Just think about it – how much do you move your arms, and how would you zone-out movement that was mere flailing? And what about compensation for motion when your arm was holding a bag strap, therefore not moving much?

The Fitbit Flex can’t compensate for everything, but it does seem to use some form of cadence algorithm than attempts to block-out random movement.

It’s never going to be as accurate as the Fitbit One, but it is at least consistent, and able to give you a good idea of your activity relative to your norm.

Fitbit Flex dashboard

The Fitbit web Dashboard, on a particularly lazy day

The Fitbit dashboard also keeps a longer-term record of your activity. Using the Fitbit app, or the browser dashboard, you can also log your food, although that’s a whole new level of dedication that won’t sit well with the breezy Fitbit style – which demands no effort other than the occasional charge.

The Fitbit Flex will also track your movements while you’re asleep – a separate mode that’s accessed with a series of taps on the tracker (it can sense this movement thanks to its accelerometer). There’s also a tiny motor in the Flex that lets it vibrate, acting as a discreet alarm clock. You can’t set the alarm’s time from the tracker itself, though – this has to be done from the mobile app or the Fitbit.

Should I buy the Fitbit Flex?

It may be more in-sync with fitness gadget trends than previous Fitbit trackers, but the Fitbit Flex is the most basic one the company has released in a while. It doesn’t have a full display, or a stair-counting altimeter and just isn't as fun to use.

It is cheaper than either the Nike Fuelband or the Jawbone Up, but if you’re not bothered about the watch-like form, we’d recommend checking out either the Fitbit One or the Withings Pulse. The One is more feature-rich, as is the Pulse – and both are more accurate and a good deal more fun to use on their own.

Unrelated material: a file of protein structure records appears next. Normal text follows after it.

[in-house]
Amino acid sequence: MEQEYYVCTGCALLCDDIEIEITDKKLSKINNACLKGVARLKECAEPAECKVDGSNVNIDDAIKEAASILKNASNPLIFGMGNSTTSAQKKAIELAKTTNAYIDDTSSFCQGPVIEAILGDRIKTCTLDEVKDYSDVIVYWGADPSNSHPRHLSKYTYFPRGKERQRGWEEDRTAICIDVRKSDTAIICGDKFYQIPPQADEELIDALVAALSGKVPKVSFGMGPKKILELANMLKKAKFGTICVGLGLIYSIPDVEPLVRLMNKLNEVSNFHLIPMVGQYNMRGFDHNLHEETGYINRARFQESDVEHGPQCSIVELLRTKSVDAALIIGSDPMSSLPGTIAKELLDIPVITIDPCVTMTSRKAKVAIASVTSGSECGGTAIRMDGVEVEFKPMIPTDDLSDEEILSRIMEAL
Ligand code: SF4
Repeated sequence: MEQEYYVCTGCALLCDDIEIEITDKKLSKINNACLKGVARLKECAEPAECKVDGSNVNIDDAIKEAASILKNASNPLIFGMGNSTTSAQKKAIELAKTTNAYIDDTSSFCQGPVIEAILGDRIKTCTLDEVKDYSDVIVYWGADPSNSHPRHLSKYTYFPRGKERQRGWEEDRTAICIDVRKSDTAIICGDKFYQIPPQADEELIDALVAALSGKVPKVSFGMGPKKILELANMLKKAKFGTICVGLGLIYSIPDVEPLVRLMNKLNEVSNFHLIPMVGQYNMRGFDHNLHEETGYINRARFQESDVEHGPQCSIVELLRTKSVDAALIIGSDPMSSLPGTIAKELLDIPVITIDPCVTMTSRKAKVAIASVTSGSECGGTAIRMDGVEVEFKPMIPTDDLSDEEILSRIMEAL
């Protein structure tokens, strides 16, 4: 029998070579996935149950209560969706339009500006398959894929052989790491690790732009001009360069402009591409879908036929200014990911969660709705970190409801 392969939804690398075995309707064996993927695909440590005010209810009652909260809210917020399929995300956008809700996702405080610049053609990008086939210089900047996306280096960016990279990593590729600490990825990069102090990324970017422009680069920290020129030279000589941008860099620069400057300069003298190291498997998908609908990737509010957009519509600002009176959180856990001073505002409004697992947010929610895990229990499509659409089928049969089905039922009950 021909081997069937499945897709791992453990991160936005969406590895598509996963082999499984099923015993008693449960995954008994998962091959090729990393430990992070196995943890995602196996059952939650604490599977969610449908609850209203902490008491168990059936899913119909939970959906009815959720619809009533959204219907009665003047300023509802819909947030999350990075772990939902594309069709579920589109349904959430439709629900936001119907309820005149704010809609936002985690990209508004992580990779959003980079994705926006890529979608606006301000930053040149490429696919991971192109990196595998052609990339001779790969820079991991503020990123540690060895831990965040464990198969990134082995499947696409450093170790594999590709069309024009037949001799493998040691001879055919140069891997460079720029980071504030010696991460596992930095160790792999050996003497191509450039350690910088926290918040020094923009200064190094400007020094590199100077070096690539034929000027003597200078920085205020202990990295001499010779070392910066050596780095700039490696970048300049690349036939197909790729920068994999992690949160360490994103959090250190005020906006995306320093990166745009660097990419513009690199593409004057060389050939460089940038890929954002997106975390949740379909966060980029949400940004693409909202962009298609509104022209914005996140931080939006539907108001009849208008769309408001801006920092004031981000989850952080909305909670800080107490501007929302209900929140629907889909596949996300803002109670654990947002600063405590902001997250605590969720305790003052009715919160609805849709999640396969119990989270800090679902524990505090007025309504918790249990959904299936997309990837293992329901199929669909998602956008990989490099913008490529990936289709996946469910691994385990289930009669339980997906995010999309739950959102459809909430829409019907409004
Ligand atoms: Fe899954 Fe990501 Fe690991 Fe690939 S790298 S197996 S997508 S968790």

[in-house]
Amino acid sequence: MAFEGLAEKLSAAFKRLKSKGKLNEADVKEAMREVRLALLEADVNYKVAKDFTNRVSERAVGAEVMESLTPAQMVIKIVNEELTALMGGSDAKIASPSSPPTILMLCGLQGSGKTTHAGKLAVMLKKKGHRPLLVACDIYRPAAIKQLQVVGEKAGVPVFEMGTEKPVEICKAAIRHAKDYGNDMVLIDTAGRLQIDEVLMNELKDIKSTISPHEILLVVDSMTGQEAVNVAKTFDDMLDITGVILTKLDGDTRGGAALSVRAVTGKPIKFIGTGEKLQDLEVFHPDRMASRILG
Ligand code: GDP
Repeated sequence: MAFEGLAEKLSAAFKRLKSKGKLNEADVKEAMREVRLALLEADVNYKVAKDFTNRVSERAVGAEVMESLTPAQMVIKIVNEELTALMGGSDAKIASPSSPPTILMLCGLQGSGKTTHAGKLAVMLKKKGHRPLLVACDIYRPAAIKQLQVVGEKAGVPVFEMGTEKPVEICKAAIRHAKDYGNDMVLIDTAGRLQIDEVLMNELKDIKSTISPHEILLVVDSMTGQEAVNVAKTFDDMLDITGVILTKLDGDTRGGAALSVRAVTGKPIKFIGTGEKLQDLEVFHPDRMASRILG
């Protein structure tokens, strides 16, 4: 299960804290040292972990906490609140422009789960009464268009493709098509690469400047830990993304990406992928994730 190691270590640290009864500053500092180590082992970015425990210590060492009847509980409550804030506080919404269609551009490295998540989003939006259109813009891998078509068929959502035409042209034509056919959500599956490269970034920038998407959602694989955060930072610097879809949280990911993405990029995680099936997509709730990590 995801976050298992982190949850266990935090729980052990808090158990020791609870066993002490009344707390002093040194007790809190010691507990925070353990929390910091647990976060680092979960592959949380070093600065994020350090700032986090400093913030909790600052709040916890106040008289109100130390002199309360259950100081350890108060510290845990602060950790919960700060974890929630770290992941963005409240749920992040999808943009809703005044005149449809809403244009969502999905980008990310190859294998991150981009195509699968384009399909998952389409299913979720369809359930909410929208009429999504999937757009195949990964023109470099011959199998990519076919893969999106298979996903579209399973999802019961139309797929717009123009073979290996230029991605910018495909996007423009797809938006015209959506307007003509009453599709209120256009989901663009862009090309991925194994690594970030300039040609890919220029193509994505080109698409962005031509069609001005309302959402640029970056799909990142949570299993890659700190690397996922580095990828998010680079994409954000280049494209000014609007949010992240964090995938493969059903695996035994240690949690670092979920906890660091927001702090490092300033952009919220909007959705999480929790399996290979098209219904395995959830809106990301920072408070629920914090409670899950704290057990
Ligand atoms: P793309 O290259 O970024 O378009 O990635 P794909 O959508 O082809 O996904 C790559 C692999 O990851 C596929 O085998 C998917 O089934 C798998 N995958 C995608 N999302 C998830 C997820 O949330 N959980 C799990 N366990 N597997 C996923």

The Fitbit Flex is the first wrist fitness tracker from the maker of the Fitbit Ultra. It’s reasonably-priced, pretty convenient to slot into your life and is water resistant. However, it lacks some key features compared with Fitbit’s other trackers and not as stylish looking as its wrist-bound rivals.

Overall Score



January 9, 2013, 6:34 pm

I have a few thoughts about this announcement...I am currently a FitBit One user and I chose this model over competitors for its sleep tracking function. It works well for sleep tracking since I'm not worrying about losing it. My biggest disappointment with this announcement is that it's not for a wristband to house FitBit One. They already have a great product that can tell time and display stats, why not house it in a great wristband? Instead they pared down the product to no display (except small progress led lights) and if I did buy into it I'd have to use the app to initiate sleep mode, not good. I'd rather have a chunky One watch or a Nike Fuel that tracked sleep. Software wise, I am very happy with FitBit although I have not used Jawbone's or Nike's software. I would miss the watch on the Flex because I usually have my cell phone with me, don't need to know the time or could always ask someone else what time it is.

Mike Mansell

August 4, 2013, 3:04 pm

I have a Fitbit Flex which is a great device and you do not need to access the App to enter sleep mode simply tap the Fitbit several times as you climb into bed. Repeat the process when you wake up.

Oh its broken

September 2, 2013, 2:36 pm

Great idea. Band poor quality and very expensive to replace. Fitbit Flex has lasted as long as the band. Don't bother, it won't last and you cannot tell what you have done.

Kurt Cheng

September 26, 2013, 2:34 am

Lasted only for 3 months, the light indicator went off one by one


December 26, 2014, 2:04 pm

I have the HF32D microwave analyzer and this product sends a burst of radiation out every second, all the time. The pulse goes over the limit my the HF32 can measure when it's freshly charged, sending out over 800mV/m. After 12 hours, it goes down to 200mV/m. I had no idea it would do this, and no idea why the company decided this, since it's a waste of battery. They should allow a sync mode on/off switch, where you tap it a few times to activate the radio.. not only would it be safer, but it would probably double the battery.


April 30, 2016, 4:52 pm

does this even tell time? plz reply


May 22, 2016, 7:07 am

Terrible products, according to the wristband I've climbed 28 floors despite it laying on charge half the day on a shelf, not to mention the aria scales two replacements so far still not working correctly